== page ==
According to the World Health Organization (WHO), a total of 114 cases of acute hepatitis, or liver inflammation, of unknown origin among children have been reported across the UK in the last four months. The first children to develop this illness were reported from across central Scotland, with one manifesting symptoms in January, while the other nine became sick in March. Since then, outbreaks have been noted across the globe, including 13 cases in Spain, 12 in Israel, nine across the US, six in Denmark and four from The Netherlands. To date, 17 children have required liver transplants as a result of the disease — including 10 in the UK — and one child overseas has died of the condition.
In Britain, the cases are predominantly confined to children under five years of age who developed diarrhoea and nausea as initial symptoms, followed by the onset of jaundice.
According to the UK Health Security Agency (UKHSA), the usual viruses responsible for liver inflammation — that is, hepatitis viruses A, B, C, D and E — have not been detected.
Instead, adenovirus infection seems to be common among young patients, with the WHO reporting that such has been detected in 74 of the 169 cases recorded globally.
Adenoviruses are a broad family of some 50 viruses known to cause a wide variety of illnesses from the common cold, conjunctivitis, gastroenteritis, and bladder infection to life-threatening multi-organ diseases in the clinically vulnerable.
Over the lockdowns implemented to prevent the spread of coronavirus, incidences of adenoviruses fell dramatically — but since such measures were lifted, reported cases have surged to 200–300 each week, compared to just 50–100 in a normal year.
According to the UKHSA’s director of clinical and emerging infections, Dr Meera Chand, the otherwise regular virus may now be hitting young children the hardest because lockdowns prevented them from being exposed to it at an earlier age.
Speaking at the European Congress of Clinical Microbiology and Infectious Diseases in Lisbon yesterday, Dr Chand said there may be “a susceptibility factor — so lack of prior exposure of that particular age group during the formative stages that they’ve gone through during the pandemic”.
UK health officials have ruled out coronavirus vaccines as a possible cause of the illnesses — with none of the cases in Britain having received the jab.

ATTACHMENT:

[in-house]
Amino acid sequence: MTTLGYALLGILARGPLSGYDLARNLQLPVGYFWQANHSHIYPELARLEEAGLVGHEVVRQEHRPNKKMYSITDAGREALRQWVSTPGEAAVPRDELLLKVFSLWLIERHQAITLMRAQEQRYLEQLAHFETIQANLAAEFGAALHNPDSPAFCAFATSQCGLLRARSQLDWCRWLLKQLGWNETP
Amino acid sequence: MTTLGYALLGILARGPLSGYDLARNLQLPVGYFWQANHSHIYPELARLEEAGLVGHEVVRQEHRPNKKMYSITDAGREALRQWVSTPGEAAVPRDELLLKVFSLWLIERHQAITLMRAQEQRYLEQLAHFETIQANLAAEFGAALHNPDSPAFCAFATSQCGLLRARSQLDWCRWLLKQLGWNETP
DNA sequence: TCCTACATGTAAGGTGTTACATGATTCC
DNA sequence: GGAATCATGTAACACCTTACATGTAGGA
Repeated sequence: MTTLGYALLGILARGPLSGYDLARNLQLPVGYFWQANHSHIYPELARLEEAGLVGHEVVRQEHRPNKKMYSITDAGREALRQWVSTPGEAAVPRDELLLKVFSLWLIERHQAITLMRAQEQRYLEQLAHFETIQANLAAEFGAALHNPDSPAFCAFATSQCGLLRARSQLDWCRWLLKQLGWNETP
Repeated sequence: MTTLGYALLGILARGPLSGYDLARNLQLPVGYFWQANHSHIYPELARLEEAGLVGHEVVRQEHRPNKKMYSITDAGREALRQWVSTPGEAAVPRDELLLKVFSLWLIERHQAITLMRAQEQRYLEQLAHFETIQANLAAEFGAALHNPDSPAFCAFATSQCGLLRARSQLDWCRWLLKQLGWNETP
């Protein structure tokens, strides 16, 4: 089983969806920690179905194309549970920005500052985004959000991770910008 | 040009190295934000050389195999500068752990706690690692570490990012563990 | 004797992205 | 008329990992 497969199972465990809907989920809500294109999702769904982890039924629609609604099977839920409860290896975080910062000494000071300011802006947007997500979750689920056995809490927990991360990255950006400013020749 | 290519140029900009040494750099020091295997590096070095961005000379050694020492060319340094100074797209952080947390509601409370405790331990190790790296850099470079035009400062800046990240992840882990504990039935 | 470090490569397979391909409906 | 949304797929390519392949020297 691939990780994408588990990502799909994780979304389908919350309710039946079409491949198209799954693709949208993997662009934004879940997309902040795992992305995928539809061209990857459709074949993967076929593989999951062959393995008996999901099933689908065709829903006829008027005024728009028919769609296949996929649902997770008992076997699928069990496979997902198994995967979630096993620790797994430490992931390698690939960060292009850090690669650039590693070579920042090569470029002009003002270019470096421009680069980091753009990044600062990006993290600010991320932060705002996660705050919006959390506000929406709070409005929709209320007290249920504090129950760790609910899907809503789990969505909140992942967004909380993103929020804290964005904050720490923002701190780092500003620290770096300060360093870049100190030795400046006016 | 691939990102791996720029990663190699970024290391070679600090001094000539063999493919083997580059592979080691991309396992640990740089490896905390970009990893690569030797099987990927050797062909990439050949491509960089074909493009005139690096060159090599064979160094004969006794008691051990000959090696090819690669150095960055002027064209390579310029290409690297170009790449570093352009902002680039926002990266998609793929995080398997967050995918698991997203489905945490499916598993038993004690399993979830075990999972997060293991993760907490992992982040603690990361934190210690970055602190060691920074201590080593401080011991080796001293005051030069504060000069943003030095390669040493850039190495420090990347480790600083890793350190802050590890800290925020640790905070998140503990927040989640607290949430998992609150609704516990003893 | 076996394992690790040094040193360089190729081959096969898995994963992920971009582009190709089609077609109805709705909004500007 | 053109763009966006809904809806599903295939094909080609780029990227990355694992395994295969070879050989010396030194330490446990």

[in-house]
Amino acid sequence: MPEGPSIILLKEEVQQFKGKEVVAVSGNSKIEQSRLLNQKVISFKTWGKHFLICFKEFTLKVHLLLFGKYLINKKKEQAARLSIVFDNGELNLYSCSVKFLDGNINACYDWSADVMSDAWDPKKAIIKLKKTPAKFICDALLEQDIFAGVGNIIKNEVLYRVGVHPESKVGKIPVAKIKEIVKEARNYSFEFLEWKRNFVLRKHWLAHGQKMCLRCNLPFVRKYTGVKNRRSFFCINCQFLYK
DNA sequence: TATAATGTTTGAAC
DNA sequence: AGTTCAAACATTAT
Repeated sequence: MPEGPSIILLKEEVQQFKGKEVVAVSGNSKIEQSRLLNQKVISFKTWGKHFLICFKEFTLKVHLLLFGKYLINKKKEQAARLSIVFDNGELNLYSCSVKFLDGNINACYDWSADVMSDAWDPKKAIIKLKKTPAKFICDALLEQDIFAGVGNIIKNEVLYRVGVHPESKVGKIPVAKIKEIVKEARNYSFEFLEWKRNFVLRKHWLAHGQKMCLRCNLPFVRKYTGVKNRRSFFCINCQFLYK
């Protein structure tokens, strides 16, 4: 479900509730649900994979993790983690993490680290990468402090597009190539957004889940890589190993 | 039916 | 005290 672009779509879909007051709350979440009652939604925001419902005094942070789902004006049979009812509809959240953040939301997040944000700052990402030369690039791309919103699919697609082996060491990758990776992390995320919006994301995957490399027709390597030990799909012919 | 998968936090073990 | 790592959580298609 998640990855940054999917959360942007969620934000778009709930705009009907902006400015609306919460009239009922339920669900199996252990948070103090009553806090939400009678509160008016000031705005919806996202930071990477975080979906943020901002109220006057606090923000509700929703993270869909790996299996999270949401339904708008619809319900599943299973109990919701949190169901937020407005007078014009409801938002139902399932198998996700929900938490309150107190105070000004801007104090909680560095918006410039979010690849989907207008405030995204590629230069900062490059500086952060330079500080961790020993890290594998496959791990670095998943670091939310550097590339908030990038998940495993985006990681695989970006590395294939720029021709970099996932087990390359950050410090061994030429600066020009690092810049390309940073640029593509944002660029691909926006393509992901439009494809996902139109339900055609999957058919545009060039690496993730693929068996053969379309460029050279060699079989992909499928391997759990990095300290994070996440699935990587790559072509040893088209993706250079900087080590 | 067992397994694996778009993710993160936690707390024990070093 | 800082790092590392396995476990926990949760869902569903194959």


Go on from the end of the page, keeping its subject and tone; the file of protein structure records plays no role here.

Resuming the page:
According to some experts, the acute hepatitis cases recorded so far might just be “the tip of the iceberg” — as parents may easily miss the signs unless they involve jaundice.
Paediatric hepatologist Professor Deirdre Kelly of the University of Birmingham told the Telegraph that “unless they’re yellow, it probably doesn’t come to medical attention.
“The other early symptoms are tummy ache, vomiting and diarrhoea — which aren’t very specific in children.”
However, she noted, hepatitis infections of unknown causes are known to rise at this time of year, and so there is hope that the outbreaks will subside as we move into the summer.
Prof Kelly added: “We may see it fade out, hopefully as children build up their immunity.
“What will be really interesting is if there’s something different about the children who have got it, and that’s where the genetic work will come through.”
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Dr Chand added: “Information gathered through our investigations increasingly suggests that this rise in sudden onset hepatitis in children is linked to adenovirus infection.
“However, we are thoroughly investigating other potential causes.
“Parents and guardians should be alert to the signs of hepatitis — including jaundice — and to contact a healthcare professional if they are concerned.
“Normal hygiene measures such as thorough hand washing — including supervising children — and good thorough respiratory hygiene help to reduce the spread of many common infections, including adenovirus.
“Children experiencing symptoms of a gastrointestinal infection including vomiting and diarrhoea should stay at home and not return to school or nursery until 48 hours after the symptoms have stopped.”